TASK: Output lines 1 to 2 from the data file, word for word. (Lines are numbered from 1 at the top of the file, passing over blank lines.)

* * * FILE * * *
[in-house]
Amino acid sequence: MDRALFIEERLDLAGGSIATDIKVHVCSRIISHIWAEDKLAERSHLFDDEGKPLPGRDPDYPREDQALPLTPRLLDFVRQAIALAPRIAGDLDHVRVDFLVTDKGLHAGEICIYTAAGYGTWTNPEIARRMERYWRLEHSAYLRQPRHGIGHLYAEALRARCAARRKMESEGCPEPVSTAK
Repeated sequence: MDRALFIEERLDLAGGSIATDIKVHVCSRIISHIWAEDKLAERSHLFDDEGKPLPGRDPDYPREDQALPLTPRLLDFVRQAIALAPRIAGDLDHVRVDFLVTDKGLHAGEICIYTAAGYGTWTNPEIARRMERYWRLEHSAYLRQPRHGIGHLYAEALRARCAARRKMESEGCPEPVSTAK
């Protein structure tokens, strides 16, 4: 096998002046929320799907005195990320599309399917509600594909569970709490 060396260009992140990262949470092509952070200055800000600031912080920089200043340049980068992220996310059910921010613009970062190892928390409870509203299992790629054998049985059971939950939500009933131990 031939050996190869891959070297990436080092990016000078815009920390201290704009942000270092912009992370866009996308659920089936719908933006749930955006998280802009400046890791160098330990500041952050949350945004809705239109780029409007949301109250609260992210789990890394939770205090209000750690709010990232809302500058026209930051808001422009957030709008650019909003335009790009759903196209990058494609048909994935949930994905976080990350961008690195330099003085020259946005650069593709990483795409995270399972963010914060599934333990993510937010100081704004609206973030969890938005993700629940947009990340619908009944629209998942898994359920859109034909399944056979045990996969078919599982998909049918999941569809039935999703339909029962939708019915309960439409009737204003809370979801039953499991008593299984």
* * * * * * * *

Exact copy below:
[in-house]
Amino acid sequence: MDRALFIEERLDLAGGSIATDIKVHVCSRIISHIWAEDKLAERSHLFDDEGKPLPGRDPDYPREDQALPLTPRLLDFVRQAIALAPRIAGDLDHVRVDFLVTDKGLHAGEICIYTAAGYGTWTNPEIARRMERYWRLEHSAYLRQPRHGIGHLYAEALRARCAARRKMESEGCPEPVSTAK